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US Hawaii officials say 'false alarm' on alert about inbound ballistic missile

20:50  13 january  2018
20:50  13 january  2018 Source:   thehill.com

Hawaii officials say ‘NO missile threat’ amid emergency alerts

  Hawaii officials say ‘NO missile threat’ amid emergency alerts Several Hawaii residents received emergency alerts advising them to “seek immediate shelter” Saturday morning.Load Error

Hawaii officials said Saturday that a mobile alert saying a ballistic missile was headed for the state was a " false alarm " after people received the alert detailing an imminent threat. Ballistic missile threat inbound to Hawaii . Seek immediate shelter.

Hawaii officials said Saturday that a mobile alert saying a ballistic missile was headed for the state was a “ false alarm ” after people received the alert detailing an imminent threat. Sen.

a beach with a palm tree in front of a body of water © Provided by The Hill Hawaii officials on Saturday announced that an alert saying a missile was headed for the state was a false alarm after people received a mobile alert detailing an imminent threat.

Sen. Tulsi Gabbard (D-Hawaii) issued a tweet, saying she had confirmed with officials the alert was false.

Hawaii's Emergency Management Agency also confirmed on Twitter that there was no threat.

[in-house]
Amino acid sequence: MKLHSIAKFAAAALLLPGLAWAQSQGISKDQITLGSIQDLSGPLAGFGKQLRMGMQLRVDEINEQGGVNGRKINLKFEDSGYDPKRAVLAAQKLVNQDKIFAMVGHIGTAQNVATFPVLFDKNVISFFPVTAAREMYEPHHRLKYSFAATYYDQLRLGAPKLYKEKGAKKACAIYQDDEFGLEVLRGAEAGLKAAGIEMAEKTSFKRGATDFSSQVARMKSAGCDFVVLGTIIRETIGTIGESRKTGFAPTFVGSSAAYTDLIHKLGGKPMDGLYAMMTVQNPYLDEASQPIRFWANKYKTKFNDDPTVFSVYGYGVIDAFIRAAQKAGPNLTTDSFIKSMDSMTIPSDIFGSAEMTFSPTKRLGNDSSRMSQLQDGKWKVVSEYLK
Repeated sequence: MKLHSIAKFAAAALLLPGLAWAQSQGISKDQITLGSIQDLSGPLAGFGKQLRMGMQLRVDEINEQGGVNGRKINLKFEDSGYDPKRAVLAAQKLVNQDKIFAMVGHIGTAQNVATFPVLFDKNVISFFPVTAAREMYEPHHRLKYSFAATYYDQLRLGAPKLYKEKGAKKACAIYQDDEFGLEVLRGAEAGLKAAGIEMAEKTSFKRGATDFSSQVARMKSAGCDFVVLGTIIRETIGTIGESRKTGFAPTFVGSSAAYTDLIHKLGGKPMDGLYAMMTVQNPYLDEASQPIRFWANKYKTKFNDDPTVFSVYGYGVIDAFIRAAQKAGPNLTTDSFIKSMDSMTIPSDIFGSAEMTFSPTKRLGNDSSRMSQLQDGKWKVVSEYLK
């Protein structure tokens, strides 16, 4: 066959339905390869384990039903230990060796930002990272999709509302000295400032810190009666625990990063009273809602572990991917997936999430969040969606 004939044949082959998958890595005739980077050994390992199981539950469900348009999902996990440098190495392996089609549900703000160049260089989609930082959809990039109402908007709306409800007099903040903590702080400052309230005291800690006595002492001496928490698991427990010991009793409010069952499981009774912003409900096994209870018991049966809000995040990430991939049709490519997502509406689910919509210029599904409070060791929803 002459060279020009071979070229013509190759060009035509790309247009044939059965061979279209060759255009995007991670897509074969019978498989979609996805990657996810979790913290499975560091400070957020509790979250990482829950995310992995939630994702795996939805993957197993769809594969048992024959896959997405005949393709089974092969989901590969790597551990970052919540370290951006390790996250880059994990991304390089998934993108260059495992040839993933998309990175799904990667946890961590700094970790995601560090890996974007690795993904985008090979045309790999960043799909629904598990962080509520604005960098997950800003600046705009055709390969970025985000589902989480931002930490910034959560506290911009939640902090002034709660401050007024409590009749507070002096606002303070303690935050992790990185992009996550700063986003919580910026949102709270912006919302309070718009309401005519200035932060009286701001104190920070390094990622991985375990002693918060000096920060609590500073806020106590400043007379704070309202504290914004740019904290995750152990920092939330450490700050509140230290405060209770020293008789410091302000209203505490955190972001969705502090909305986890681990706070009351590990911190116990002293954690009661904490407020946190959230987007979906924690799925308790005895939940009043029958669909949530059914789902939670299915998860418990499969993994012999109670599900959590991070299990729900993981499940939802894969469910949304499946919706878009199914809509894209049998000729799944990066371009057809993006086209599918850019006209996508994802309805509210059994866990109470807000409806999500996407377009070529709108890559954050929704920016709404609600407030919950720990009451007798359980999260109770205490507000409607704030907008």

The false alarm comes as U.S.-North Korean relations have declined in light of North Korea's continued testing of intercontinental ballistic missiles (ICBM).


Hawaii reps call for hearing on missile alerts after false alarm .
Two U.S. Representatives from Hawaii have requested a panel hearing to discuss whether the state should remain in charge of sending emergency incoming missile alerts, following a false alarm sent out to people in the state on Saturday.Reps. Tulsi Gabbard (D) and Colleen Hanabusa (D) requested that the House Armed Services Committee holds a hearing in a letter sent Tuesday, suggesting that Hawaii's Emergency ManagemeReps. Tulsi Gabbard (D) and Colleen Hanabusa (D) requested that the House Armed Services Committee holds a hearing in a letter sent Tuesday, suggesting that Hawaii's Emergency Management Agency should retain control of disasters other than incoming missiles, which is a national security issue.

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